By Paul Robinson
TRANSPORT bosses say it could cost as much as 300m to fill the gap left by the collapse of the Leeds Supertram project.
The city has been working on proposals for an ultra-modern bus system since the Government pulled the plug on Supertram a year ago.
Now a report by Metro, the body which co-ordinates public transport in West Yorkshire, has revealed how the scheme is shaping up.
It estimates that the cost of the congestion-busting “bus rapid transit” network – likely to be powered electrically by overhead wires – would be between 200m and 300m.
Local sources such as Metro and Leeds City Council would be expected to come up with about 10 per cent of that cash, predicts the report.
The Department for Transport (DfT) would supply the remainder of the funding - assuming it gives the project the green light.
Metro is hoping to submit an outline business case to the DfT by the end of the year, with a more detailed bid for support due to follow in late 2007.
If all goes according to plan, the network will be fully operational by 2012.
It would run along roughly the same geographical lines as Supertram, connecting the city centre with Lawnswood in the north, Seacroft in the east and Stourton to the south.
The system could also take in areas covered by the East and South East Leeds (Easel) regeneration project, as well as the Aire Valley employment zone.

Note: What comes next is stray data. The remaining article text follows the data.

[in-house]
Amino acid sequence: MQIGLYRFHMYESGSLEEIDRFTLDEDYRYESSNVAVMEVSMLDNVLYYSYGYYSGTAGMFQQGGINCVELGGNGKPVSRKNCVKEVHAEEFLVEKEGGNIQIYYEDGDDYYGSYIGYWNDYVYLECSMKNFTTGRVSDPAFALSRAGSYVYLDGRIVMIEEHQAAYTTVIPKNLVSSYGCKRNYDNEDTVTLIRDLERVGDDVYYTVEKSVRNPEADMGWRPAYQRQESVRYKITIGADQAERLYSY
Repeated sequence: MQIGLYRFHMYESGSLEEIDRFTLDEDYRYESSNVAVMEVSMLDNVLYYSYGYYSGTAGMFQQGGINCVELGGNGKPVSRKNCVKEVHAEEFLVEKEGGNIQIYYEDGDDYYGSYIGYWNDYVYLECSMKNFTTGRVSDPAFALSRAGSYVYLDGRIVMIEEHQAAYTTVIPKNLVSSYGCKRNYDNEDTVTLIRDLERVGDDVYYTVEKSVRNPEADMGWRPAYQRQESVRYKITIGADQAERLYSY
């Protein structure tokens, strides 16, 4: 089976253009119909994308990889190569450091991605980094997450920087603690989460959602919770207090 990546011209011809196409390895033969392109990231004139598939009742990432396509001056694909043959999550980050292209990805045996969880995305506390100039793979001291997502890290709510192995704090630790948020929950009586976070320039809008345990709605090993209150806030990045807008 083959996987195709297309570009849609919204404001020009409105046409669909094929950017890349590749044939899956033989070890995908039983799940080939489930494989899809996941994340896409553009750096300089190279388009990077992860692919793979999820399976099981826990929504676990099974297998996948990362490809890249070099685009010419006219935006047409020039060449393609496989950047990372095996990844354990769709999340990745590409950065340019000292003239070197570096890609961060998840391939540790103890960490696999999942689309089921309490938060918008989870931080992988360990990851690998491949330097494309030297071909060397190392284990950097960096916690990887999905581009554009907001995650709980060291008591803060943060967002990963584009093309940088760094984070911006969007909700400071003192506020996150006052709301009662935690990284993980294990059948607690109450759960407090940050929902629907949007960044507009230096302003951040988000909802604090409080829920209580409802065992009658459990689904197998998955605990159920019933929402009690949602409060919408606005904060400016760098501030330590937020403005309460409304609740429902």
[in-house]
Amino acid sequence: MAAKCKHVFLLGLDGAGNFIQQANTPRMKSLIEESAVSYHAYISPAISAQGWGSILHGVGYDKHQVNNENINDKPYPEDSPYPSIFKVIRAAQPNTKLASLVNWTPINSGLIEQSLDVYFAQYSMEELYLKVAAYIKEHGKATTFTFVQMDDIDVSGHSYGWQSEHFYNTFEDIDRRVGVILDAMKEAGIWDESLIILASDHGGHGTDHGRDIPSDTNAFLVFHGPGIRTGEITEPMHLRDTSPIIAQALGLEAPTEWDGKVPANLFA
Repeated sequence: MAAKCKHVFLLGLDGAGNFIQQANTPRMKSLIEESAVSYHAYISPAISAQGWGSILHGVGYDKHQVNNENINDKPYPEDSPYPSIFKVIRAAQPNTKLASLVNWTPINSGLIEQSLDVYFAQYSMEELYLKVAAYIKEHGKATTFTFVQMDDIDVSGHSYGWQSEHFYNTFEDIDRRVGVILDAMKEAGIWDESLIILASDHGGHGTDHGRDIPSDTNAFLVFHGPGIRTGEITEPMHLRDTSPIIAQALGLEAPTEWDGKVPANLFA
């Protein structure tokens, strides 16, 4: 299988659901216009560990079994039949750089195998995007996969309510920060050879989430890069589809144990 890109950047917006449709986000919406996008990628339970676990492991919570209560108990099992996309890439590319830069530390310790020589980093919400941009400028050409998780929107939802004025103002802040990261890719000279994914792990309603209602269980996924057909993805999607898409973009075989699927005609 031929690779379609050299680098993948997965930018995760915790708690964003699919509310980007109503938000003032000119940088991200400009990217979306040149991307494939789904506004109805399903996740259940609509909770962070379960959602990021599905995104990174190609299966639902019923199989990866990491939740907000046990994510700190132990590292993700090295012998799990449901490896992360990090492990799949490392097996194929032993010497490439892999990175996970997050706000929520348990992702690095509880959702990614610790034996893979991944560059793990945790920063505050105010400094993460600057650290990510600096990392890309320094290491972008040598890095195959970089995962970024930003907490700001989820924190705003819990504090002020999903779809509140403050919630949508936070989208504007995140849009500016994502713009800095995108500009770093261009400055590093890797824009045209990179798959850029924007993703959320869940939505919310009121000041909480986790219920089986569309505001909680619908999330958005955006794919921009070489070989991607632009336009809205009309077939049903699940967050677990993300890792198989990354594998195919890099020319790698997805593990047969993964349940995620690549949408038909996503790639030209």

Metro’s report says a number of vehicle types are under consideration, although the current favourite appears to be an electrically-powered bus with the “visual appearance of a tram”.
It explains: “The advantages of this option are high performance, low noise, air quality benefits, reduced maintenance costs and public acceptability [on] environmentally sensitive sections of the route.”
The axe was brought down on Leeds’s 500m Supertram plan by the then Transport Minister Alistair Darling, claiming it did not offer value for money.
He stressed, though, that he was “very keen” to work with Metro on a state-of-the-art bus project.
A letter from the Government to Leeds’s civic chiefs also pledged that “the money will be there for the right scheme”.
The failed efforts to get Supertram off the ground ate up around 40m of taxpayers’ money.